Whether you a family care physician, a surgeon, chiropractor, dentist or any other entity covered under the Health Insurance Portability and Accountability Act (HIPAA) of 1996, you need to familiarize yourself with the business associates agreement (BAA). This legally binding document is required by law when a covered entity facilitates Protected Health Information through a third-party company or organization. To learn more about BAAs, including frequently asked questions and answers pertaining to them, keep reading.

What is the Purpose of a BAA?

Generally speaking, a BAA is a requirement of HIPAA whenever a third-party entity, such as a contractor, performs services that use or otherwise involve the disclosure of PHI for a covered entity. Failure to create BAAs is among the most common HIPAA violations. You can protect yourself from this violation, however, by knowing when and how to create them.

Are BAAs Necessary When Submitting PHI to Researchers?

In most cases, a BAA must be created anytime that a covered entity transmits PHI to a third-party organization. There are exceptions, however, one of which is when the third-party organization intends to use the PHI for research purposes. As noted on the Department of Health and Human Services (HHS) website, covered entities are not required to create BAAs when submitting PHI to researchers, although the Privacy Rule does not prohibit them from doing so.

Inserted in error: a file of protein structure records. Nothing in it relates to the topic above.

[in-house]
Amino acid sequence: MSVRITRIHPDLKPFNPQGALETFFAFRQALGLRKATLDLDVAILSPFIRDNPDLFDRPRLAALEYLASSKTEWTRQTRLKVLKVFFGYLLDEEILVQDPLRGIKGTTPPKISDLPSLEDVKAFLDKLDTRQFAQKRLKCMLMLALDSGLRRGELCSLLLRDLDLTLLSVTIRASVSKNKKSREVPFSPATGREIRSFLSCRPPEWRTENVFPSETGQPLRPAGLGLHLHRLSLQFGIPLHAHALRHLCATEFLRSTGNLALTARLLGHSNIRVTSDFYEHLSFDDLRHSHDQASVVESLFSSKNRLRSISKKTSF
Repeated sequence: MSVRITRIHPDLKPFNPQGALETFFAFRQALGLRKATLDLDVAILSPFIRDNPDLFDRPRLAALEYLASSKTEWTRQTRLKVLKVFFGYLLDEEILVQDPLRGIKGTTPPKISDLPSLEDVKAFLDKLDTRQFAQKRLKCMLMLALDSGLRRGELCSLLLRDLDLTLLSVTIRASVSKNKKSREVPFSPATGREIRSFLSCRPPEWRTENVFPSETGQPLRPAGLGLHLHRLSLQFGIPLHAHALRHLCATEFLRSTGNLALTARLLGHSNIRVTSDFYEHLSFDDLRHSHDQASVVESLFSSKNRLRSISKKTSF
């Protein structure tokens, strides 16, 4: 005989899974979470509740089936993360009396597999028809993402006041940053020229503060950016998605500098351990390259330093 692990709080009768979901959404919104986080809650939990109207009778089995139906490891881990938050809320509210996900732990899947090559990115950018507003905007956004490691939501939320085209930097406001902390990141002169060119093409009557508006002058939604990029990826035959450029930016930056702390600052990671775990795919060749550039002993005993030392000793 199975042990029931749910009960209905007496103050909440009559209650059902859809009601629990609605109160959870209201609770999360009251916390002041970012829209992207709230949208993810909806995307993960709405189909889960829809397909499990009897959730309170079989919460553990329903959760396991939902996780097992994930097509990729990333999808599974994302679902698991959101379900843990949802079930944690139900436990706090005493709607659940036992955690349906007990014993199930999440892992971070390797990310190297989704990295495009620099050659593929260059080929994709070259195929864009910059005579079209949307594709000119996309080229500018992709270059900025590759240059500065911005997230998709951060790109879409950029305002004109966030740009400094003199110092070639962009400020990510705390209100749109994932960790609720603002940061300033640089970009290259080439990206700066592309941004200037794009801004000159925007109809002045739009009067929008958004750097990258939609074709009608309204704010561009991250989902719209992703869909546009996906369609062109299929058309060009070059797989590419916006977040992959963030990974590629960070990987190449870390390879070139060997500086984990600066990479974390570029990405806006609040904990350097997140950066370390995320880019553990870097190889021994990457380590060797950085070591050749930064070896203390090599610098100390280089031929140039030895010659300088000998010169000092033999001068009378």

Will an Electronic BAA Satisfy HIPAA?

It's a common assumption that BAAs must be in written, paper form, but this isn't necessarily true. Assuming the document contains all of the requirements, BAAs in either paper or electronic form can satisfy HIPAA. Many covered entities are now opting for the latter, as it's easier and more convenient to create electronic documents.

For How Long Does a BAA Last?

This varies depending on the covered entity's specific needs and wording used in the document. When creating a BAA, the covered entity must specify a date of termination, at which point the document will no longer be valid and the covered entity may no longer transmit PHI to the business associate.

Are Business Associates Required to Implement Safeguards?

Yes. Business Associates are required to implement meaningful and appropriate safeguards to protect against the unauthorized use and/or access of PHI. This requirement must also be specifically included in the BAA, complete with the requirements of the HIPAA Security Rule when Electronic Protected Health Information (EPHI) is being used.

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